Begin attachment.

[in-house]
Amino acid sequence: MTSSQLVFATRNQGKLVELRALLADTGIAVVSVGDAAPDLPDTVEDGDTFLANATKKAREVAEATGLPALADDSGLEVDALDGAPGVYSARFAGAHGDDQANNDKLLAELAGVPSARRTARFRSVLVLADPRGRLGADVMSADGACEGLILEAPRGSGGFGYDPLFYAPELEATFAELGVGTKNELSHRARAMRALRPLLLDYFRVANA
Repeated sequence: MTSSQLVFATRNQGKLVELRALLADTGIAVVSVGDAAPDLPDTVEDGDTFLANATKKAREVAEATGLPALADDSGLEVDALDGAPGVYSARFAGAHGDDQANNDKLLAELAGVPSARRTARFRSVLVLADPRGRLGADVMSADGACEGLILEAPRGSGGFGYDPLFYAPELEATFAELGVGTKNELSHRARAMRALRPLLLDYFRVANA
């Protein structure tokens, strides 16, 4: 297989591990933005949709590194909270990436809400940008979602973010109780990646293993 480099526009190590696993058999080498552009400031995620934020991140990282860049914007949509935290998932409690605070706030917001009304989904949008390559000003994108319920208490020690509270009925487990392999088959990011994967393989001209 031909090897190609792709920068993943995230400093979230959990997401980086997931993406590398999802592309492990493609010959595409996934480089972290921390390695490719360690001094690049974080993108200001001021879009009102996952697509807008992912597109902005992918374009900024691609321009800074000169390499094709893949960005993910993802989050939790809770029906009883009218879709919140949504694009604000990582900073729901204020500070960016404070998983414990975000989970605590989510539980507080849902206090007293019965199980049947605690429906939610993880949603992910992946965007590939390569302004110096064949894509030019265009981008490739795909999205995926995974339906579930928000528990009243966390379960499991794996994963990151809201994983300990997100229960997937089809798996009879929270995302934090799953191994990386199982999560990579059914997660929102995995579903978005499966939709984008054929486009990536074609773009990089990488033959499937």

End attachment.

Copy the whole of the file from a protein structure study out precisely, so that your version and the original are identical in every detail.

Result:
[in-house]
Amino acid sequence: MTSSQLVFATRNQGKLVELRALLADTGIAVVSVGDAAPDLPDTVEDGDTFLANATKKAREVAEATGLPALADDSGLEVDALDGAPGVYSARFAGAHGDDQANNDKLLAELAGVPSARRTARFRSVLVLADPRGRLGADVMSADGACEGLILEAPRGSGGFGYDPLFYAPELEATFAELGVGTKNELSHRARAMRALRPLLLDYFRVANA
Repeated sequence: MTSSQLVFATRNQGKLVELRALLADTGIAVVSVGDAAPDLPDTVEDGDTFLANATKKAREVAEATGLPALADDSGLEVDALDGAPGVYSARFAGAHGDDQANNDKLLAELAGVPSARRTARFRSVLVLADPRGRLGADVMSADGACEGLILEAPRGSGGFGYDPLFYAPELEATFAELGVGTKNELSHRARAMRALRPLLLDYFRVANA
């Protein structure tokens, strides 16, 4: 297989591990933005949709590194909270990436809400940008979602973010109780990646293993 480099526009190590696993058999080498552009400031995620934020991140990282860049914007949509935290998932409690605070706030917001009304989904949008390559000003994108319920208490020690509270009925487990392999088959990011994967393989001209 031909090897190609792709920068993943995230400093979230959990997401980086997931993406590398999802592309492990493609010959595409996934480089972290921390390695490719360690001094690049974080993108200001001021879009009102996952697509807008992912597109902005992918374009900024691609321009800074000169390499094709893949960005993910993802989050939790809770029906009883009218879709919140949504694009604000990582900073729901204020500070960016404070998983414990975000989970605590989510539980507080849902206090007293019965199980049947605690429906939610993880949603992910992946965007590939390569302004110096064949894509030019265009981008490739795909999205995926995974339906579930928000528990009243966390379960499991794996994963990151809201994983300990997100229960997937089809798996009879929270995302934090799953191994990386199982999560990579059914997660929102995995579903978005499966939709984008054929486009990536074609773009990089990488033959499937």